The primates and the eagles of doom
One of the most intricate illustrations I have done recently is not about extinct species (not yet at least!). It shows the diversity of primates at the Tai Forest Reserve in Ivory Coast, West Africa. There are 8 different species of monkeys in that forest and, as scientists have found after years of field research, all of them are regular prey for the most impressive raptor in the area: the African crowned eagle. There are also 3 species of strepsirhine primates there (shown in the lower left corner), but their nocturnal habits keep them off the eagle´s menu.
Hominids (humans and chimpanzees) live in in Tai forest as well but they are generally not attacked by the raptors. In the distant past, however, our own hominid ancestors were indeed part of the eagles’ diet, as shown by the marks in the skull of the famous Taung child, a young individual of Australopithecus africanus described as a new species by Raymond Dart back in the 1920s. It justly became one of the most important early findings in the study of human evolution, but the fact that it had fallen prey to an eagle would not be discovered until much later. In 1995 Ron Clarke and Lee Berger suggested that the accumulation of primate bones at the site of Taung could have been the result of the raptor’s activity, and the in 2006 Berger published a study of damage to the bone which revealed the bird’s talon marks on the hapless child’s skull.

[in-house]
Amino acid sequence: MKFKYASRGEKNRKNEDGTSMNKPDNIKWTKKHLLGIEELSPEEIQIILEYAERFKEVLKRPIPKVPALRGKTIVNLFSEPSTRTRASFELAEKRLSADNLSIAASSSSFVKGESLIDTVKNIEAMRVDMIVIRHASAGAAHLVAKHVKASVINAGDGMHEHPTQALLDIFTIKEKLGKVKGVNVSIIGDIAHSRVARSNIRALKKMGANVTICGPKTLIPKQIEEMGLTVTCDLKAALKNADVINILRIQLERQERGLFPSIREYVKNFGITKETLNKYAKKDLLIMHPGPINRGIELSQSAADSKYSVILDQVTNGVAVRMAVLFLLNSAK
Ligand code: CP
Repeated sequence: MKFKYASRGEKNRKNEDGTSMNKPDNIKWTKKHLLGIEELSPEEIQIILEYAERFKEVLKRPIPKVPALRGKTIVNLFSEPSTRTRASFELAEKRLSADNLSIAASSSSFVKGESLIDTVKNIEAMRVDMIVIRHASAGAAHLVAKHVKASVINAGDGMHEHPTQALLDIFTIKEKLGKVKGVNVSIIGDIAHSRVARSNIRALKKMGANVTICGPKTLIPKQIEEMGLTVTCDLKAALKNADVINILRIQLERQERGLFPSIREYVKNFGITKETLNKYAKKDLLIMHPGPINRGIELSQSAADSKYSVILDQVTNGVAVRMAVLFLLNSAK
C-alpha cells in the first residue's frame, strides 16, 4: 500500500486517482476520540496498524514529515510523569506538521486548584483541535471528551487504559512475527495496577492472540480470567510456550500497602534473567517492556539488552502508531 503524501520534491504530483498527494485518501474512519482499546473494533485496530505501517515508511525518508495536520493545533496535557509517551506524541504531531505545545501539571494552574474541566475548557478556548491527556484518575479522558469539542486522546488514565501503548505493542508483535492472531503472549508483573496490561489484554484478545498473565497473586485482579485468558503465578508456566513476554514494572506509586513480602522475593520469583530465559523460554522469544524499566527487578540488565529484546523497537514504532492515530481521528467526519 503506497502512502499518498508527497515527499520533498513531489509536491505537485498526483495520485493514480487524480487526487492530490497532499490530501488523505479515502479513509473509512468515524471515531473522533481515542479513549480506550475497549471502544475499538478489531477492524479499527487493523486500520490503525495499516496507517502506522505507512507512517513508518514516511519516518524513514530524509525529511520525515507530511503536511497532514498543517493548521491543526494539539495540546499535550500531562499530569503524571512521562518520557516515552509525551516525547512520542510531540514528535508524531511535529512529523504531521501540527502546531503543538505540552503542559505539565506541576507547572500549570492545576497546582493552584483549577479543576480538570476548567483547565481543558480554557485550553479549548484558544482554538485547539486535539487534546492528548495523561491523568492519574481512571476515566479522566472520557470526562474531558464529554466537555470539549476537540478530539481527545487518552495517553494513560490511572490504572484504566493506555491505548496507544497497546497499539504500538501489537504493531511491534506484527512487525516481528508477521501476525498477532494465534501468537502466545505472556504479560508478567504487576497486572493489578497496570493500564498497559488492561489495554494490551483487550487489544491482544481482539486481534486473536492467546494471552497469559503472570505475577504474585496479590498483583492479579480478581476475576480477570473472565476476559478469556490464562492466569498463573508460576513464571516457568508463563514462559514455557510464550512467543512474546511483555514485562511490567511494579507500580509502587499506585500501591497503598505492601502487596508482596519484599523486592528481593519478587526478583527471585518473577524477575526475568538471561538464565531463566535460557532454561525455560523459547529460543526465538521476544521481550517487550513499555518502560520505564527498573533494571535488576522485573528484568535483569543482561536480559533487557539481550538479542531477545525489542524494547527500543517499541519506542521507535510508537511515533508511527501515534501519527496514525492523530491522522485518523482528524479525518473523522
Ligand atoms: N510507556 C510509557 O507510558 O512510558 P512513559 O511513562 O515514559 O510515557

I drew this impression of the Taung child’s sad end for Alan Turner’s and my book “Evolving Eden” in 2004. A couple of years later, Berger’s study of the marks in the child’s skull would confirm the raptor’s role in its death.